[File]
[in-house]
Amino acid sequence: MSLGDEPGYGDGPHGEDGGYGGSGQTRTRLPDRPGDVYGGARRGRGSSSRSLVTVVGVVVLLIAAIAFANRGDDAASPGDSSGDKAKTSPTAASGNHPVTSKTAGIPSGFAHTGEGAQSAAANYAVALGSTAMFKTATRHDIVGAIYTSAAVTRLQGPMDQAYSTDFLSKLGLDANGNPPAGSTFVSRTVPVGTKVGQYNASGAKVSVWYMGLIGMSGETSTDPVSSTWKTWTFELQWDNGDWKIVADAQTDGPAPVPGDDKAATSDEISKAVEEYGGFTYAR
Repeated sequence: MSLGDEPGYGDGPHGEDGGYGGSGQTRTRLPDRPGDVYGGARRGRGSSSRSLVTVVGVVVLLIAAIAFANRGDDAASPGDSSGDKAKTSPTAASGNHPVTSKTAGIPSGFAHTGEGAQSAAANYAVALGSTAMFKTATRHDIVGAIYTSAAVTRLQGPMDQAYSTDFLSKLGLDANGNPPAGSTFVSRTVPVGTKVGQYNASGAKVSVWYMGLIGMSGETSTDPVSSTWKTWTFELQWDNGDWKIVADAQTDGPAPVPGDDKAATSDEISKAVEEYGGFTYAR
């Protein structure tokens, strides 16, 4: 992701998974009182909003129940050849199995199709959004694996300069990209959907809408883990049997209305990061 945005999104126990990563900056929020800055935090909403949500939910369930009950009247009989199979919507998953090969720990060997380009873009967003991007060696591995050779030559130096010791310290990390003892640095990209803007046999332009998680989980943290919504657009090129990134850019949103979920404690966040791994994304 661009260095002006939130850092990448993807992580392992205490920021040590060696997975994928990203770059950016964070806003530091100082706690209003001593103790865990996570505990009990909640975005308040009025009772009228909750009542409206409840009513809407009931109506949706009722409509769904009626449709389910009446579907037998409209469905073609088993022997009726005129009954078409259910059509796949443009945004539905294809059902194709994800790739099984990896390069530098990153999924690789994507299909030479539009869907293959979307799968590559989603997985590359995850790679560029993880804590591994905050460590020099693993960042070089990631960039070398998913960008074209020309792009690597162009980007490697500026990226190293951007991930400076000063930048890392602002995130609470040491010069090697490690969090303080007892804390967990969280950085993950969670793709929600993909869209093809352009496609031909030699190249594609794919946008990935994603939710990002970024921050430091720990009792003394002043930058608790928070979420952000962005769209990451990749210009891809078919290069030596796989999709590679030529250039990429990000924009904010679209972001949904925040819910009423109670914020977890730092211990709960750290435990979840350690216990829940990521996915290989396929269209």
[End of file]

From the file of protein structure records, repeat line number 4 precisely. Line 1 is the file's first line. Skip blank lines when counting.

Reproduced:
């Protein structure tokens, strides 16, 4: 992701998974009182909003129940050849199995199709959004694996300069990209959907809408883990049997209305990061 945005999104126990990563900056929020800055935090909403949500939910369930009950009247009989199979919507998953090969720990060997380009873009967003991007060696591995050779030559130096010791310290990390003892640095990209803007046999332009998680989980943290919504657009090129990134850019949103979920404690966040791994994304 661009260095002006939130850092990448993807992580392992205490920021040590060696997975994928990203770059950016964070806003530091100082706690209003001593103790865990996570505990009990909640975005308040009025009772009228909750009542409206409840009513809407009931109506949706009722409509769904009626449709389910009446579907037998409209469905073609088993022997009726005129009954078409259910059509796949443009945004539905294809059902194709994800790739099984990896390069530098990153999924690789994507299909030479539009869907293959979307799968590559989603997985590359995850790679560029993880804590591994905050460590020099693993960042070089990631960039070398998913960008074209020309792009690597162009980007490697500026990226190293951007991930400076000063930048890392602002995130609470040491010069090697490690969090303080007892804390967990969280950085993950969670793709929600993909869209093809352009496609031909030699190249594609794919946008990935994603939710990002970024921050430091720990009792003394002043930058608790928070979420952000962005769209990451990749210009891809078919290069030596796989999709590679030529250039990429990000924009904010679209972001949904925040819910009423109670914020977890730092211990709960750290435990979840350690216990829940990521996915290989396929269209």